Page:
Auckland City Council's move to hush buskers who repeat songs too often looks unlikely to be followed elsewhere in the country.
A new council policy, coming into effect on Monday, requires Auckland street performers to apply for an annual busking licence.
Among the requirements, performers were asked to develop sufficient repertoire so they could perform without repetition.
"If a performer continues to repeat items they may be asked to cease performing. Performers must immediately comply with this request," the policy reads.
Council spokeswoman Ruth Stokes said the point about repetition was to stop buskers playing the same song over and over again for an hour.
Wellington City Council spokesman Richard MacLean said street performers in the capital also had to obtain a licence for busking, but the council's policies did not refer to repertoire.
"If they're being a nuisance ... they can be moved along and told enough is enough," he said.
However, the council did not have policies about song repetition and was not likely to introduce any , Mr MacLean said.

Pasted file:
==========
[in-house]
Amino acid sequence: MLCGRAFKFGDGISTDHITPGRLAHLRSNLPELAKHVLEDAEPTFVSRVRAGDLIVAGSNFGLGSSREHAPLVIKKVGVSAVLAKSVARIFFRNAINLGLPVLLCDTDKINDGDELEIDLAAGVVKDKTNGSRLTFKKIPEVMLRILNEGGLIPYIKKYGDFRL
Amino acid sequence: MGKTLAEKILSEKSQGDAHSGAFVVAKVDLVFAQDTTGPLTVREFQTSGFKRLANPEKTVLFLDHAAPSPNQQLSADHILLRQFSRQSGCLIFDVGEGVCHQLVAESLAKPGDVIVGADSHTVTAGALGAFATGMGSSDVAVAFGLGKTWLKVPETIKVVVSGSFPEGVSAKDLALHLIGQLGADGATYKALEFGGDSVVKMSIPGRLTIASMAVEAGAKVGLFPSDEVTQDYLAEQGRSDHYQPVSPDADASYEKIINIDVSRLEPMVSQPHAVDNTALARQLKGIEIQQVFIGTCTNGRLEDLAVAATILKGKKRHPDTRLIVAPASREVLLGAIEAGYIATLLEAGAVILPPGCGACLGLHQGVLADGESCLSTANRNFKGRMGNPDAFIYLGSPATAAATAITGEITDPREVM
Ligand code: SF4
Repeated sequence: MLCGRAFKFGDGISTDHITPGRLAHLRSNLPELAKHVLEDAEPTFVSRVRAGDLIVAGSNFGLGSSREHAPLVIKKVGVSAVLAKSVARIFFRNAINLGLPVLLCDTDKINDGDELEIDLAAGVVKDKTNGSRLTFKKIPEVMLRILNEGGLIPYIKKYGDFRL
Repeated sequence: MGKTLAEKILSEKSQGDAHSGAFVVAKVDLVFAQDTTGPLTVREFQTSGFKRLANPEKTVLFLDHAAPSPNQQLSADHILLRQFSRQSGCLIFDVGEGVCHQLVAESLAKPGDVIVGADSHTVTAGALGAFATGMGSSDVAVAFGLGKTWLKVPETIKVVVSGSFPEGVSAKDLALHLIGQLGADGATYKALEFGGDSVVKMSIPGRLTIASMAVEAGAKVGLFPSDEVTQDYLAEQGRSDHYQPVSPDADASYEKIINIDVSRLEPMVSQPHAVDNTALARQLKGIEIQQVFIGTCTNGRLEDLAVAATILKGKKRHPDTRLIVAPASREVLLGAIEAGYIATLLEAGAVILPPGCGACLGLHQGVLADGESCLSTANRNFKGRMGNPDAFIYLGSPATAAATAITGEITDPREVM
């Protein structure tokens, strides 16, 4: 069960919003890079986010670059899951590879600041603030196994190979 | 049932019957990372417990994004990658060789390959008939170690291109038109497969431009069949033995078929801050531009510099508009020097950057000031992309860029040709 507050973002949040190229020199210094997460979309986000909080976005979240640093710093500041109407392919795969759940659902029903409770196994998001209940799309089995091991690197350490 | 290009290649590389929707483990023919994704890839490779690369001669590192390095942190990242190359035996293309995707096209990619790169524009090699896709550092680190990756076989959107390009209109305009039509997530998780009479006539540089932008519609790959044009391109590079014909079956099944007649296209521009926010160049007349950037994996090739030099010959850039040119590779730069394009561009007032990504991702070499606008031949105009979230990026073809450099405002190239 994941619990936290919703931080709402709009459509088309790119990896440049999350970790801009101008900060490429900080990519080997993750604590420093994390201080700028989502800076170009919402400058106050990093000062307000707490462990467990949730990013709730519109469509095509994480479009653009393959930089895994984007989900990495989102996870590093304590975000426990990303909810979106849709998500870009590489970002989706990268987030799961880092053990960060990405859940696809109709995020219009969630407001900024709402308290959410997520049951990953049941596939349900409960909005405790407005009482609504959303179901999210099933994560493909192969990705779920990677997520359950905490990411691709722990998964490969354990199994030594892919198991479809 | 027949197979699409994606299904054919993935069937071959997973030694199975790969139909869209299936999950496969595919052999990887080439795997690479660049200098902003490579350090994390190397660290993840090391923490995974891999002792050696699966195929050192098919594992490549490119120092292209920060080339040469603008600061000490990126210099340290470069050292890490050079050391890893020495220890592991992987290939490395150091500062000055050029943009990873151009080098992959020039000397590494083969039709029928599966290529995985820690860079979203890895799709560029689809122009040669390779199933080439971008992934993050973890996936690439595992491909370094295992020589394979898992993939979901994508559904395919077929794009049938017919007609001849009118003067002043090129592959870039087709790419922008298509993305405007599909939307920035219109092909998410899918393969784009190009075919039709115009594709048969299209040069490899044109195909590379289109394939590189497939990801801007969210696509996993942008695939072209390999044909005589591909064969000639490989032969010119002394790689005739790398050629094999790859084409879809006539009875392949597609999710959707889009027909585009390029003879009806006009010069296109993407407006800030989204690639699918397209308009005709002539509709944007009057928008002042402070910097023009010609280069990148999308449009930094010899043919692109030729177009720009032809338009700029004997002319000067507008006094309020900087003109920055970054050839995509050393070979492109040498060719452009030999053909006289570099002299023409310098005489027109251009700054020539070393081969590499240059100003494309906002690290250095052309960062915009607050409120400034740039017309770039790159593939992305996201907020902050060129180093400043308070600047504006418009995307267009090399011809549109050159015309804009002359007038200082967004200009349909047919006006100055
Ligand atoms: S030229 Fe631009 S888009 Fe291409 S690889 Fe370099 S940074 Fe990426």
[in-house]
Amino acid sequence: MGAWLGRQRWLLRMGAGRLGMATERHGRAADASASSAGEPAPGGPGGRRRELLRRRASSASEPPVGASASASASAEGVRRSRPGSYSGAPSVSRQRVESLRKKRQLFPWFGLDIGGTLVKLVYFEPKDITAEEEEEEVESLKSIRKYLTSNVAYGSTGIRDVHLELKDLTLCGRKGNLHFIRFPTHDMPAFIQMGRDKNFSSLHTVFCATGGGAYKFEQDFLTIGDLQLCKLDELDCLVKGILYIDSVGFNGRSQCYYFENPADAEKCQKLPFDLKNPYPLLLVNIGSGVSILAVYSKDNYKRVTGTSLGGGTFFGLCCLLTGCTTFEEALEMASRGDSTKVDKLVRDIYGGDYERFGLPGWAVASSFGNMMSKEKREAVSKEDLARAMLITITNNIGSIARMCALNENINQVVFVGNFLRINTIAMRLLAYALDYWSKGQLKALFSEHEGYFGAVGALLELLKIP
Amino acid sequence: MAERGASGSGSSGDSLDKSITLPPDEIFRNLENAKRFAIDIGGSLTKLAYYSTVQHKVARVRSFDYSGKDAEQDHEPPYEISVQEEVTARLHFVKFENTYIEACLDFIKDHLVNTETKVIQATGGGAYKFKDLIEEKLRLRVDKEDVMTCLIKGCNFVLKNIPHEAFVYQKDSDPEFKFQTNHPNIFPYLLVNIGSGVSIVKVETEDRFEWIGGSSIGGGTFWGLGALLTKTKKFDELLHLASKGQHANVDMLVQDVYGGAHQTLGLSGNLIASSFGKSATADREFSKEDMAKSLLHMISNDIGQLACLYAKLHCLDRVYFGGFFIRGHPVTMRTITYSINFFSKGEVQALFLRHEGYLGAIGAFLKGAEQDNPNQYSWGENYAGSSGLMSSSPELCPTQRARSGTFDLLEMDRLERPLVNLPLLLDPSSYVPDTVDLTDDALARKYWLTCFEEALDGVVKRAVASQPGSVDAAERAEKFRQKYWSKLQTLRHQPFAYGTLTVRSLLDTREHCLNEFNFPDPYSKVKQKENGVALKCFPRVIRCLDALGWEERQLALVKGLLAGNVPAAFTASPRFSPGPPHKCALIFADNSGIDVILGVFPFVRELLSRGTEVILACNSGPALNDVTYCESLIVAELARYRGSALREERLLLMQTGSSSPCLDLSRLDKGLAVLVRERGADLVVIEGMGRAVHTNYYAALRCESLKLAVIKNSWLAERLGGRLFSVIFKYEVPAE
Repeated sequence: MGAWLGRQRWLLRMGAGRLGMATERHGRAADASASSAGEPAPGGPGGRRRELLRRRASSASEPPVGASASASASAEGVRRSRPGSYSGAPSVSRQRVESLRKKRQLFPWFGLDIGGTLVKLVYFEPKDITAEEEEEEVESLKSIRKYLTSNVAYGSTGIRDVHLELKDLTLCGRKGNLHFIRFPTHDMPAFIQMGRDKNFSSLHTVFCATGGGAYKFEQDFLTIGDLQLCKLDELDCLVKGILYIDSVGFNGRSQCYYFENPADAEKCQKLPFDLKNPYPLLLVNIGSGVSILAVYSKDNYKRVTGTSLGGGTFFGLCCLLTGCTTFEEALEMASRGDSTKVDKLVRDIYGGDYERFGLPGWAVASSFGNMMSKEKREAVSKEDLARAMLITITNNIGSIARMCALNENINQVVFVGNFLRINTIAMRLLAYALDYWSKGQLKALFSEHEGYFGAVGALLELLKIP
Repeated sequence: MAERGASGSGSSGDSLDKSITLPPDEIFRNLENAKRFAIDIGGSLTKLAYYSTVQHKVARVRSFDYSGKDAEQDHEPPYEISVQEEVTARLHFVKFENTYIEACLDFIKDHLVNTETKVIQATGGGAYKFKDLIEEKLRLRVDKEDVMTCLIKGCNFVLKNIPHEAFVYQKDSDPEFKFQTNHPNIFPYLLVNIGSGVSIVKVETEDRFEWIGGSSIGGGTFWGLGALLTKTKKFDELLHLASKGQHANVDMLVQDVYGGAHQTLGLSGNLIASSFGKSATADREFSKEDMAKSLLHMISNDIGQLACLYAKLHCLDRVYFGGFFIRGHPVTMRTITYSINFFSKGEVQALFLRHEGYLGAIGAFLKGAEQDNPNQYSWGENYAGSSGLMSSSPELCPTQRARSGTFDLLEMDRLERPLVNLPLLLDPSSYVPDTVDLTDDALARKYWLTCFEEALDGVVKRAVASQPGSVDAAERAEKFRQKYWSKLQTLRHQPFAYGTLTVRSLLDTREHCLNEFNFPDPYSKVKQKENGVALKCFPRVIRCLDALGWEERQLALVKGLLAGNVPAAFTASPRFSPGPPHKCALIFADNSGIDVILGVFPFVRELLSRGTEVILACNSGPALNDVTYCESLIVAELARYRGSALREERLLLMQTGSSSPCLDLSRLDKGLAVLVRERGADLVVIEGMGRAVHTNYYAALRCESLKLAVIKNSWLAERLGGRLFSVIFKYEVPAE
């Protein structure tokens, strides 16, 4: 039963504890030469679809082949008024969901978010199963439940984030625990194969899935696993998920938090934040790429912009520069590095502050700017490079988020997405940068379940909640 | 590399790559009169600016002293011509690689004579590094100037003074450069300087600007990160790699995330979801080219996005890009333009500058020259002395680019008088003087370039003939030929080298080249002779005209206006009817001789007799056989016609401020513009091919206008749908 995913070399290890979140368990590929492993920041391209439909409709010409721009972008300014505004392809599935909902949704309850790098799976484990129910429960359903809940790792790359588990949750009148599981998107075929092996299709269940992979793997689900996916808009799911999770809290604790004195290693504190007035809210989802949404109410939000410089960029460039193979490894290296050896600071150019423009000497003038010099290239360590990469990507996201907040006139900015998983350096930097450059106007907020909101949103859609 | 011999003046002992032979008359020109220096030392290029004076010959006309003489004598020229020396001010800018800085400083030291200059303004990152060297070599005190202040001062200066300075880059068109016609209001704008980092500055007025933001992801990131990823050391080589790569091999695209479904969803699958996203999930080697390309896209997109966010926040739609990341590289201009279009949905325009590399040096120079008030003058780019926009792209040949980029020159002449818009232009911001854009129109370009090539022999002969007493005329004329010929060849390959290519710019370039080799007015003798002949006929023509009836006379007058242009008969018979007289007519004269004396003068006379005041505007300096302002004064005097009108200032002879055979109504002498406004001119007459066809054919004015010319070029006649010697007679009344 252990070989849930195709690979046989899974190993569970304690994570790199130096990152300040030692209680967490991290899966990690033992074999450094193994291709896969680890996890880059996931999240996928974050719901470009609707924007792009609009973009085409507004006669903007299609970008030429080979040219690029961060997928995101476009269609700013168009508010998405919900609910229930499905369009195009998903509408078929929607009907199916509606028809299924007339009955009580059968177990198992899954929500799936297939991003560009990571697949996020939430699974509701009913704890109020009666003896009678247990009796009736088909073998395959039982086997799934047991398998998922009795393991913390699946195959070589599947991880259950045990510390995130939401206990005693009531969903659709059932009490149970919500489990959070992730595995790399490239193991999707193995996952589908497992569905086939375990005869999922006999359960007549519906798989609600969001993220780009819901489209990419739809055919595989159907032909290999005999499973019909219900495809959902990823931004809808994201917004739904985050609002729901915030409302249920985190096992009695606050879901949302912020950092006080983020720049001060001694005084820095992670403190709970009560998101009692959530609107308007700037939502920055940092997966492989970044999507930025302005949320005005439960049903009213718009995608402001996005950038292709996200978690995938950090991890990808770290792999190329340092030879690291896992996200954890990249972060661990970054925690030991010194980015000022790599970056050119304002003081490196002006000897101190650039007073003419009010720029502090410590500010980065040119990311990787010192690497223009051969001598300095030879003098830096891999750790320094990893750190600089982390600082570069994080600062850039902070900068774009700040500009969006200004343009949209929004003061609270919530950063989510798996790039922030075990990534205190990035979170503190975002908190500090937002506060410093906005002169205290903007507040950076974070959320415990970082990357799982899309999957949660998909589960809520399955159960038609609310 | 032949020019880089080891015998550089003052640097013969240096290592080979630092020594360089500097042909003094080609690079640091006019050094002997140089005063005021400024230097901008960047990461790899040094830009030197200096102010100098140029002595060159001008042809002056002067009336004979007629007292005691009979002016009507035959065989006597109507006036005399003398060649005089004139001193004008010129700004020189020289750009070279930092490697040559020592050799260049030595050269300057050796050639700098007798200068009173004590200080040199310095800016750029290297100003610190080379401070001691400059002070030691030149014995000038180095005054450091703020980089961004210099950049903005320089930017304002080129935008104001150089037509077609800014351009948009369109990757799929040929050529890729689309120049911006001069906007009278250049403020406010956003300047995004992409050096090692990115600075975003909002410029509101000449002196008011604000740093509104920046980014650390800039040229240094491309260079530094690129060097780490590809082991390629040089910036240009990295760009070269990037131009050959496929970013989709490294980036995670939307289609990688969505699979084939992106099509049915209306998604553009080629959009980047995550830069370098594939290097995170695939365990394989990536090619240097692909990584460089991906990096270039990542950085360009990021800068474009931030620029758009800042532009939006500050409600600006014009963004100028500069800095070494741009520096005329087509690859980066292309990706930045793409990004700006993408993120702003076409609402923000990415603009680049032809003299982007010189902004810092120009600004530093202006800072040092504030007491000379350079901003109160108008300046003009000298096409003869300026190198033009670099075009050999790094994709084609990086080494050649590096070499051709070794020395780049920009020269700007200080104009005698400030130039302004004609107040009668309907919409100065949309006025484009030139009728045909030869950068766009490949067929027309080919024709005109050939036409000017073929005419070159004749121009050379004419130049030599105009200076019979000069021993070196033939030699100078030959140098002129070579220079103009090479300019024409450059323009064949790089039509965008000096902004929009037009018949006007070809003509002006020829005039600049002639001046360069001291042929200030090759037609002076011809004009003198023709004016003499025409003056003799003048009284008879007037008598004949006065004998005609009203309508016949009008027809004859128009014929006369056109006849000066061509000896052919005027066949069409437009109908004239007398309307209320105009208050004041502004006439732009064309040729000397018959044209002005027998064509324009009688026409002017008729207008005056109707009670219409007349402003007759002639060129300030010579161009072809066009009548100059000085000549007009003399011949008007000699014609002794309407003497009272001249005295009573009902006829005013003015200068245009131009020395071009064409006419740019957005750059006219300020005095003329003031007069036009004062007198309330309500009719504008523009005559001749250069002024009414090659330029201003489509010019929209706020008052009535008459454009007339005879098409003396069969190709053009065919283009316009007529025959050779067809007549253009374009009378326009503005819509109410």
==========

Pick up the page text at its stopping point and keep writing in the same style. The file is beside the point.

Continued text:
Christchurch City Council spokesman James Clark said there were no plans to institute a repetition requirement to the busking licences in the southern city.
"Basically the restriction on busking is that they can only stay in one place for an hour. If they're disorderly or get complaints they can be moved on," he said.
"If somebody's playing bagpipes or something like that and they play two or three tunes people may get sick of it, that's probably why the policy outlines for an hour so they end up moving on."
Mr Clark said Christchurch had not really had problems with buskers and very rarely received complaints.
"Most of the buskers are in Cathedral Square or in the malls and people enjoy them. It's entertainment - free entertainment."